By Will Carroll
I’d seen the trick before, but it remains a good one. Like Ricky Jay doing Three Card Monte, watching the Bottoms Up Beer fill a cup from the bottom, quickly, automatically and perfectly, is still spellbinding.
The problem is, Bottoms Up is more than a parlor trick. Better yet, it’s made here in Indianapolis.
Kyle Johnson, the marketing manager of Bottoms Up, and his crew were out at the Indy Eleven tailgate prior to their game last week, demonstrating their amazing product to the soccer and beer fans of Indy. If you haven’t seen their product, it’s easier to show the video:
Watching the beer fill up from the bottom is one of those things that never gets old. It’s so unusual looking that people who don’t drink beer stop to watch. But that’s also part of the problem, according to Johnson. “There’s so much more to it than just filling it up. Too many people focus on the wow factor and ignore the financial benefits. If the cup wasn’t clear, it would still make sense.”
The reason is that the Bottoms Up unit is automatic. As you can see in the video, the cup clicks on, fills and then is pulled off with no real effort. There’s no handle to pull, foam to consider or worry about overflow.
That lack of foam is part of why the Bottoms Up unit makes sense for bars. “Not only is it faster, we can get 106 perecent yield from a keg. Usually, there’s an allowance made for foam. Whether you’re a bar or at home, you shouldn’t have to tolerate wasting a big part of a keg of good beer.”
Johnson is right. As the owner of a kegerator, I know that there’s a major hassle trying to get the CO2 set correctly and waiting for the foam to burn off a new keg. You see the same thing in commercial operations.
The Bottoms Up unit is one that’s simply better. While the company did a deal with Anheuser-Busch (now InBev) to help grow the business, they resisted a buy out despite offers. “We think this should be the new standard,” Johnson told me. “We have a better product all around. It serves more beer faster. We can serve any beer at the perfect temperature. It’s made here in the USA, every single part.”
Another great part of the system is the cup itself. The magnet that makes the unit possible also doubles as a souvenir. At last week’s Indy Eleven game, they had both logos for the Eleven at the bottom of the cup. Magnets like that not only make a cheap souvenir, but can go on the refrigerator at home.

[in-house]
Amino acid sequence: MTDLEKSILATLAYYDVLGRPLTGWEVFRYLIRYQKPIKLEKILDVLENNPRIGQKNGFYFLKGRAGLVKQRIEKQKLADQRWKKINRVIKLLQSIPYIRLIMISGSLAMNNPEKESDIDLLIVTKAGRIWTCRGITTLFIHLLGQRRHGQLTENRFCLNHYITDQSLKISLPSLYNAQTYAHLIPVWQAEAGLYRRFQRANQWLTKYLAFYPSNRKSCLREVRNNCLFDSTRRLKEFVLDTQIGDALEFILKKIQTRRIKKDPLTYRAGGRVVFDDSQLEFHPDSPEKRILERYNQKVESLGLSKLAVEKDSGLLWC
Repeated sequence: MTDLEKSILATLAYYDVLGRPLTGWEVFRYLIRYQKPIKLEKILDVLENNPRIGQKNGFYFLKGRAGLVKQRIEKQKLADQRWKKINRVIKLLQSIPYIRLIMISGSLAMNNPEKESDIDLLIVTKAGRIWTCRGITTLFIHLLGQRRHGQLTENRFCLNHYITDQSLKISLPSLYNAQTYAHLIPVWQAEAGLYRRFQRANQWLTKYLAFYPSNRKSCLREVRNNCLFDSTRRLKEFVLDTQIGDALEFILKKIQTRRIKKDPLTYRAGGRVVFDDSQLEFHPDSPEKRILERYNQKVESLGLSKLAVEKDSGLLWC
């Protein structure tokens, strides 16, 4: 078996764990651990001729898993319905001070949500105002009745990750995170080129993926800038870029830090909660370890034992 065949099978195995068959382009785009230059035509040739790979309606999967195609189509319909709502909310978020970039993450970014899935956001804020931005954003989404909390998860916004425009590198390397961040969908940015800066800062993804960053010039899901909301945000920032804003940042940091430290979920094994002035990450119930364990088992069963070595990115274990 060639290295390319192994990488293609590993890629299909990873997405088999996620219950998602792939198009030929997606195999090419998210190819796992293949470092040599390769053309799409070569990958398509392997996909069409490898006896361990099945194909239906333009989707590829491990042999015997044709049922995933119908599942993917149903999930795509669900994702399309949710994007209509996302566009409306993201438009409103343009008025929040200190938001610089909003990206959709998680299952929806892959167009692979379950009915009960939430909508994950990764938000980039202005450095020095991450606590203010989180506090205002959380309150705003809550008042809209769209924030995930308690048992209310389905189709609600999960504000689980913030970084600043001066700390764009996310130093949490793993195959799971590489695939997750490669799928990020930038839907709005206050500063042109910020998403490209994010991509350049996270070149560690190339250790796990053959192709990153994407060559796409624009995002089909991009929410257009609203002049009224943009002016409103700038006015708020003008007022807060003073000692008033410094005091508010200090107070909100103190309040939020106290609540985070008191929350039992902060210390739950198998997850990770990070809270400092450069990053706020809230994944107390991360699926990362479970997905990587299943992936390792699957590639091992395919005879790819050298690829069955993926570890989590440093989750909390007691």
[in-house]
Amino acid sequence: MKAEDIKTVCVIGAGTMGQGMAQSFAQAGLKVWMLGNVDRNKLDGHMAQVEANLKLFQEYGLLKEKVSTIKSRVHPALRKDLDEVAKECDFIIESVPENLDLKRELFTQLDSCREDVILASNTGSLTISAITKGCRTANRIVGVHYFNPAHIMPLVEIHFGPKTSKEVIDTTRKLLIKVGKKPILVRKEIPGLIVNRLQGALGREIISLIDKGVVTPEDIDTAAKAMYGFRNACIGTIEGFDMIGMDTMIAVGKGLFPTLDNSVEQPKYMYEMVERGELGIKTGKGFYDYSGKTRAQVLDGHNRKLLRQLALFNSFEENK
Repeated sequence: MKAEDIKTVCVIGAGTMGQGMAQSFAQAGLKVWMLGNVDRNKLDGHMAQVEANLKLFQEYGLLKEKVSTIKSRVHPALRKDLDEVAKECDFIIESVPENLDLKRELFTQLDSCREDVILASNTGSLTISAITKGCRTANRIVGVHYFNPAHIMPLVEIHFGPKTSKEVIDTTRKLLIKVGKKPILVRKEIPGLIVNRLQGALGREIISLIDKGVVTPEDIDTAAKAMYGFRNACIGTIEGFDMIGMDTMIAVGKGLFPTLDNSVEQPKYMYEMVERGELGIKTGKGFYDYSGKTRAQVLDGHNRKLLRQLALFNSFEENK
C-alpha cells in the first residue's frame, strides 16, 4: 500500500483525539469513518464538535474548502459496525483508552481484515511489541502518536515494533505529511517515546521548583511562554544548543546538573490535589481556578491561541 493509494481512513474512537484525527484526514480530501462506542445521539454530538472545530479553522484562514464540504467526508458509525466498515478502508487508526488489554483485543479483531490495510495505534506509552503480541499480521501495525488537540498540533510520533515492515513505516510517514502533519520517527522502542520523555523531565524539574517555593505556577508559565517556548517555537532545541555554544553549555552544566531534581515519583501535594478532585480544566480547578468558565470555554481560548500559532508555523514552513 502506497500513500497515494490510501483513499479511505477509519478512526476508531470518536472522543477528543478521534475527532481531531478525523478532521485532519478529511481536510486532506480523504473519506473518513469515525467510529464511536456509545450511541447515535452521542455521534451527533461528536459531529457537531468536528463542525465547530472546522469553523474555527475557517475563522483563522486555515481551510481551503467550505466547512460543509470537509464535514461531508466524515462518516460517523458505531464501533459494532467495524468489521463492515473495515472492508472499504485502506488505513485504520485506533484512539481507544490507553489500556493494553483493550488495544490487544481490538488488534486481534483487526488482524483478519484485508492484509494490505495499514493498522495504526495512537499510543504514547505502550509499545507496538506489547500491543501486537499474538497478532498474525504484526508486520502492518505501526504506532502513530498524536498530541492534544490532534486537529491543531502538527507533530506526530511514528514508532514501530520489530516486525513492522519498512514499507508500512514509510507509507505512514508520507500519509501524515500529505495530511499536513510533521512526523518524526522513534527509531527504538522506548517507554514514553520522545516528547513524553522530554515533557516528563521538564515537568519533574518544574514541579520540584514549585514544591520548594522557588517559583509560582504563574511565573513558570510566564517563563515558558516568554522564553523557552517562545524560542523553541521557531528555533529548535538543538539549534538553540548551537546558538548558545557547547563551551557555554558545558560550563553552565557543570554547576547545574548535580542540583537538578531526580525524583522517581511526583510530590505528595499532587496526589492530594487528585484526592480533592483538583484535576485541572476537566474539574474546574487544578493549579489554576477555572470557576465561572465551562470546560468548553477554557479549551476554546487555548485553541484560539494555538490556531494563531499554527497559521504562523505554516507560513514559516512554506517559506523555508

“We’re doing a promotion online we call the ransom series,” Johnson told me. “We put a different letter on the magnets and people can spell out words. The bigger the word, the better the prize.” I can imagine something along the lines of McDonald’s Monopoly game working here. The other key to fridge magnets is that those things stay there forever.
Another use for the magnets could be coupons. “A beer a restaurant sells on Saturday could have a coupon for Tuesday or Wednesday. Every beer they pour on a big night helps fill up a slow night,” Johnson told me.
The Bottoms Up unit isn’t cheap, but for bars, the increase in keg yield alone would pay for the unit in just 10 kegs. For home use, man, do I want one. Not only would it solve my foam issues, but imagine having that on top of the kegerator at home.
Bottoms Up is not only a fascinating product, a potentially better mousetrap for the beer world, but it’s a local product. The company moved to their northwest side location largely because of location. They’d started in Seattle, but shipping costs and travel got to be an issue. Indy is perfect because of location, but the vibrant beer scene certainly helps.
Be sure to check out Bottoms Up’s website and try to find their mobile unit around town. They’ll be a fixture at Indy Eleven tailgates, using the unit they have built into their Caprice Station Wagon!
The big beer news of the week was the announcement that HopCat would be entering the market with a massive new beer-focused pub in Broad Ripple. HopCat says they’ll have 130 taps at their restaurant which will be located in the new Broad Ripple parking deck. It’s certainly a key space to fill for that location and could be a nice addition.
Of course, they’ll be close to both Three Wise Men and Twenty Tap, but the beer market in Indy is seeming to be very elastic. HopCat only has a couple locations, both in Michigan, but the concept is hardly unique. We’re seeing more and more beer-focused, multi-tap restaurants around the country, expanding in relation to the expanding craft beer scene.
HopCat’s menu has taken some hits, but it seems to have things people want, including “Crack Fries”, sold by the pound. I may have to consult with my cardiologist before I order those, but we’ll see whether or not the local beer market supports HopCat and if HopCat supports the local beer market. In Michigan, Yelp reviews ping them for having too many national brands, though they do have an extensive local selection as well.
The restaurant is scheduled to open this summer.
Dark Lord Day should be an Indiana holiday. Beer lovers from around the country come for one of the top beers in the country for its extremely limited availability. Dark Lord is a great beer, but it’s the cachet of being so limited that helps it. Three Floyds has learned this, doing a similar thing with Zombie Dust, though it’s possible to find that around town from time to time.
Three Floyds is expanding at it’s Munster facility and adding a distilling operation, though there are rumors they’ve been tinkering with that for a while. Dark Lord Whiskey? Yes, it’s possible. With Lagunitas and a likely outpost of Stone coming to Indiana, Three Floyds is expanding to not only keep up with demand, but to keep up with the Joneses. We’ll have to see who else can expand and keep growing market share as the sheer number of breweries in the state increases.